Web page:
Forward genetic dissection of afferent immunity: The role of TIR adapter proteins in innate and adaptive immune responses

Bruce Beutler, Kasper Hoebe, Louis Shamel

Research output: Contribution to journalArticle

21 Scopus citations

Abstract

The innate immune system senses pathogens largely through signals initiated by proteins known as 'Toll-like receptors' (TLRs), of which ten representatives are known to be encoded in the human genome. The understanding of the biochemical circuitry that maintains the innate capacity for immune recognition and response has loomed as a major hurdle in immunology. A total of five adapter proteins with cytoplasmic domain homology to the TLRs are known to exist in mammals. These proteins show preferential association with individual TLR family members, giving a particular character to the signals that distinct microorganisms initiate, and also initiate the adaptive immune response. The adaptive immune response is dependent upon upregulation of costimulatory molecules (UCM) such as CD80 and CD86. Forward genetic analysis has revealed that this upregulation depends upon an adapter encoded by a locus known as Lps2, and upon type I interferon receptor signaling.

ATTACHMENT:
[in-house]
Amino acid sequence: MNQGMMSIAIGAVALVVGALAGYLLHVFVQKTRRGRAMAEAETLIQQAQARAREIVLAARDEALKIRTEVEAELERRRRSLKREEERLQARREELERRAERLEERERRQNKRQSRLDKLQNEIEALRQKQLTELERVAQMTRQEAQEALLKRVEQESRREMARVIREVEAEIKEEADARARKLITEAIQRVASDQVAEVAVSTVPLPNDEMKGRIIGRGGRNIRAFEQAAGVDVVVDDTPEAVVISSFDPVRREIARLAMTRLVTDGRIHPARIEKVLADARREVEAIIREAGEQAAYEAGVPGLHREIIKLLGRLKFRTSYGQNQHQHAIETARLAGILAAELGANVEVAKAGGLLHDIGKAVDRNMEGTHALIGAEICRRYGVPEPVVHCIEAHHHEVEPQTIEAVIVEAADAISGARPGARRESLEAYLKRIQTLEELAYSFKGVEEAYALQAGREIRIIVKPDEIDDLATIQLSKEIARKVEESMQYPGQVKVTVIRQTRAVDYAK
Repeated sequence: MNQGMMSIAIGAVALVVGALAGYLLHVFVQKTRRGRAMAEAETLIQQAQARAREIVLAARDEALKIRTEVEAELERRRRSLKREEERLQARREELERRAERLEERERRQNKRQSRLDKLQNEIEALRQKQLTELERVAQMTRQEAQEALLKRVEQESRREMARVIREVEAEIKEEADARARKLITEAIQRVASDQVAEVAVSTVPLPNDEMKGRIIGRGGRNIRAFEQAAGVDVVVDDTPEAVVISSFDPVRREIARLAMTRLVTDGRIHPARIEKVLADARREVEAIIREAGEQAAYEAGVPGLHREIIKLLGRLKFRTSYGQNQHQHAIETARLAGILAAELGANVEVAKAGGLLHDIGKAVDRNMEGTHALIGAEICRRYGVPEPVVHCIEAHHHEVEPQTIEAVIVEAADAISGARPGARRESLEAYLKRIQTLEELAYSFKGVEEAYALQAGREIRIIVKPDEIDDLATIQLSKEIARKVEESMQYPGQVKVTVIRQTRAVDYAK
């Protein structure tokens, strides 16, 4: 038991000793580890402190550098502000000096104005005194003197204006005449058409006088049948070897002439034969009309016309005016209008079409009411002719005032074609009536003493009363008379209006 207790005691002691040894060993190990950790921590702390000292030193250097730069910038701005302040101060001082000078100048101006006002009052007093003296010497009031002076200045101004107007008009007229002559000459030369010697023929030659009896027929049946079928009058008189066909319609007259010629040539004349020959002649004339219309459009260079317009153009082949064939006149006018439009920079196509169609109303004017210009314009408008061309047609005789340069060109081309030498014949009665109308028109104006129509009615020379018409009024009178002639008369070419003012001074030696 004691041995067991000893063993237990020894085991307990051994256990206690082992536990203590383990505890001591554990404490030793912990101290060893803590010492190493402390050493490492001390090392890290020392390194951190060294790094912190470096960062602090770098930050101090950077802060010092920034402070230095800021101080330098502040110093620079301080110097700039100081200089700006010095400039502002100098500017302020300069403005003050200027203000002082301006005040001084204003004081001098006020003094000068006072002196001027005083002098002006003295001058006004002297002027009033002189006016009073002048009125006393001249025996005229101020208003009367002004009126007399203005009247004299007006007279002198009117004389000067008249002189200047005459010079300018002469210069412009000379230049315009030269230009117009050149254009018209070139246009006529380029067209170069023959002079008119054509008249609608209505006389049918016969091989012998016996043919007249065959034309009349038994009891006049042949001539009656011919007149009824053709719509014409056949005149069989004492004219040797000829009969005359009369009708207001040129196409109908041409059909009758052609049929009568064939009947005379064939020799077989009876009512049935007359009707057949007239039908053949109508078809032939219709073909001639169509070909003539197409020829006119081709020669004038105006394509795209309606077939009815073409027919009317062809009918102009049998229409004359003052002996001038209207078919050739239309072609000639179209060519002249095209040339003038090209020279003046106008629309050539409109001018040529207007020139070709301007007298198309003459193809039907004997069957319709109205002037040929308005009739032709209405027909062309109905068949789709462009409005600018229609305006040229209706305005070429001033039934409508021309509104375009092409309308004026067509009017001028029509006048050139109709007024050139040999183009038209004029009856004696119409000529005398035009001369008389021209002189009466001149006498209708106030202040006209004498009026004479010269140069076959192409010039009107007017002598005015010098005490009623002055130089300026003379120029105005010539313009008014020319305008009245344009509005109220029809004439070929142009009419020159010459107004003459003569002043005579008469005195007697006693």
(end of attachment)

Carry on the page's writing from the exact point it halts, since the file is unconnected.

Original languageEnglish (US)
Pages (from-to)571-580
Number of pages10
JournalComptes Rendus - Biologies
Volume327
Issue number6
DOIs
StatePublished - Jun 1 2004

Keywords

  • 'Toll-like receptors'
  • Adapter proteins
  • Costimulatory molecule expression
  • Human genome
  • Innate immune system
  • TLR family
  • Type I interferon

ASJC Scopus subject areas

  • Biochemistry, Genetics and Molecular Biology(all)
  • Immunology and Microbiology(all)
  • Agricultural and Biological Sciences(all)

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